Oh, Mid-November. How I’ve missed you so. The lengthening nights, the beautiful sunsets, the leaves left unraked on every neighbour’s lawn… And December is just around the corner.
Perhaps it might seem a little too early for such a topic as goal-setting and resolution-making, but I don’t think it’s ever too early for something so important. We all know the feeling of starting anew–the thrill of opening a new book for the first time, the zeal for sharpening unsharpened pencils, the rush of adrenaline as we open a new word-processing file (or the dread, really)… As cornily ridiculous as it sounds, goal-setting has become the epitomic bane of my teenaged existence. Words can no longer describe the feeling of starting anew–the smell of newly opened notebooks is simply too profound to describe. Similarly, words cannot convey the dismay as a goal is abandoned, forgotten, and left behind.
For me, it’s a matter of staying organized to remember the new goal. I tend to be the kind of person who’s super (read: over) enthusiastic about a new goal, only to forget it within two weeks, and then continue life as it was. Sooner or later, I’ll dig up the dusty and half-forgotten remnants of a time when I was enthusiastic about the change, after which I’m magically re-inspired to continue to pursue another goal. Most of the time, the whole process (which takes about three to five weeks) will repeat itself several times before anything substantial, namely attaining my goal (whether this is my original goal or something completely different is no longer relevant), actually happens.
With this in mind, I’ve crawled into some interesting nooks and crannies of the web to bring you four websites to help you achieve your goals.
Here’s how this one works: after you join, the person who joined just before you coaches you to keep your resolutions. Similarly, you’re obligated to coach the person who joins after you. It’s essentially community in action, plus there’s an incredibly friendly user interface. Simple, clean, and very cute. Not to mention, effective–you can “kick” people for not putting enough effort into accomplishing their goals!
After you post your resolutions onto this site, it automatically organizes and puts you in touch with users with similar, or identical goals. You can “cheer” people on to give words of encouragement, and post comments about your progress. Yay, progress!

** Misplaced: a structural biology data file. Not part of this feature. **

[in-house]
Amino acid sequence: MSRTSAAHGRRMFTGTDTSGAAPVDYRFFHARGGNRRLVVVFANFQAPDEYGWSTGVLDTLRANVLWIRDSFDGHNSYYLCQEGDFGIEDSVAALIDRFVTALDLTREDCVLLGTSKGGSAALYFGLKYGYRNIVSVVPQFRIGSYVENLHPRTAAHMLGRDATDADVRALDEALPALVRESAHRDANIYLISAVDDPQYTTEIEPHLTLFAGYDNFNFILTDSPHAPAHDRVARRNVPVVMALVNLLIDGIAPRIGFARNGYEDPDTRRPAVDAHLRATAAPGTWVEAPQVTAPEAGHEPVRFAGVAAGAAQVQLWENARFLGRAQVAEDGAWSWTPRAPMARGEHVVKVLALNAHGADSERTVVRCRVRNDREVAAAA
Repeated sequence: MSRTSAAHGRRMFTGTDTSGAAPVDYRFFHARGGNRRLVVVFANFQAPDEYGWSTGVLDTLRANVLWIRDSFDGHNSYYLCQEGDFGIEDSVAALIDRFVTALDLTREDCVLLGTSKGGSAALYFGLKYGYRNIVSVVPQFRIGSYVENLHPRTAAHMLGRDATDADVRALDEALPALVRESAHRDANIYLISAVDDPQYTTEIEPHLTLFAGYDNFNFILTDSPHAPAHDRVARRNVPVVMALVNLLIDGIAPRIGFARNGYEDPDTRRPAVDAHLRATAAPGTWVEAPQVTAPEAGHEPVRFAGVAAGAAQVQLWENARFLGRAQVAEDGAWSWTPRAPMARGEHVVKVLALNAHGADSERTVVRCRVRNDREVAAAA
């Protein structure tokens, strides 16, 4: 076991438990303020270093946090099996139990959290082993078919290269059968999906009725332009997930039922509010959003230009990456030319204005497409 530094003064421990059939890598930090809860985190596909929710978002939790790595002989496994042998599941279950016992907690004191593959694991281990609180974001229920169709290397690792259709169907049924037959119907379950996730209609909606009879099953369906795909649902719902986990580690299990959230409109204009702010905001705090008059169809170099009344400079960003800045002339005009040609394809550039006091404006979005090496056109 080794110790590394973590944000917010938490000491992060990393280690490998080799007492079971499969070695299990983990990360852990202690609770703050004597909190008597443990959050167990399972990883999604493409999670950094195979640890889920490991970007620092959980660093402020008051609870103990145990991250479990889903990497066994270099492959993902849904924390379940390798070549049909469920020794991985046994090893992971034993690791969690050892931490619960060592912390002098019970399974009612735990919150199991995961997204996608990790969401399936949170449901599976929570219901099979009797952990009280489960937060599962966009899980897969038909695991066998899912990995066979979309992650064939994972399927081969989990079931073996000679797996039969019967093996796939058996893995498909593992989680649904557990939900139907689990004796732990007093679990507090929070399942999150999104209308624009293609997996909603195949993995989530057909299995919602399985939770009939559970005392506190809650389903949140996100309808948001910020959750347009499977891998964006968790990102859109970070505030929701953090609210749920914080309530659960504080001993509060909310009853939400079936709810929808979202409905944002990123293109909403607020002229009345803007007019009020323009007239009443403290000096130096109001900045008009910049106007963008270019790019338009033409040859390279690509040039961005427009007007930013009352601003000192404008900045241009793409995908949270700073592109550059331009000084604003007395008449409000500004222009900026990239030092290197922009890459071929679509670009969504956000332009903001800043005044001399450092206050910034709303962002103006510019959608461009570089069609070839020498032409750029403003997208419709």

This may sound annoying, but it’s actually somewhat effective in trying to get some work done. No registration is required–just fill out the information, and the website will automatically send you nagging e-mails “at semi-unpredictable intervals”, to make sure you get your work done. Coming soon: Hassle Me Instant Messenger!
HabitForge recently renovated their website, so they may or may not be working out some kinks. The entire premise of the site is that it takes 21 days to form a new habit. To participate, simply set up an account, and you’ll automatically receive a personalized e-mail each day that asks whether you’ve succeeded in accomplishing whatever you’ve set out to. If you slip up, the 21-day cycle starts all over again!
Four links, four sites, and something for everyone. If you’re the type of person attracted to stricter regimes to forge a habit, I suggest you check out HabitForge first. For those of you better inclined to self-motivation, perhaps 43Things would be the best choice. Hassleme’s really good for the procrastinators out there who can’t stand nagging. It’s surprising how quickly something gets done as you’re continuously nagged for it. StartaResolution’s effective, too–the flashy colours and adorable animated schematics will ensure that at the very minimum, you won’t be forgetting the site!
I suppose this is where I’d say something cheesy and inspirational, like “Goals are the fuel in the furnace of achievement” (Brian Tracy, Eat that Frog). Instead, I think I’ll work towards my own goal of being more spontaneous. For all you folks out there who’re tired of goal-setting, and would instead listen to nice music and play games, try this link instead. Trust me, you won’t regret it—after all, video games have been proven to have some suprising health benefits.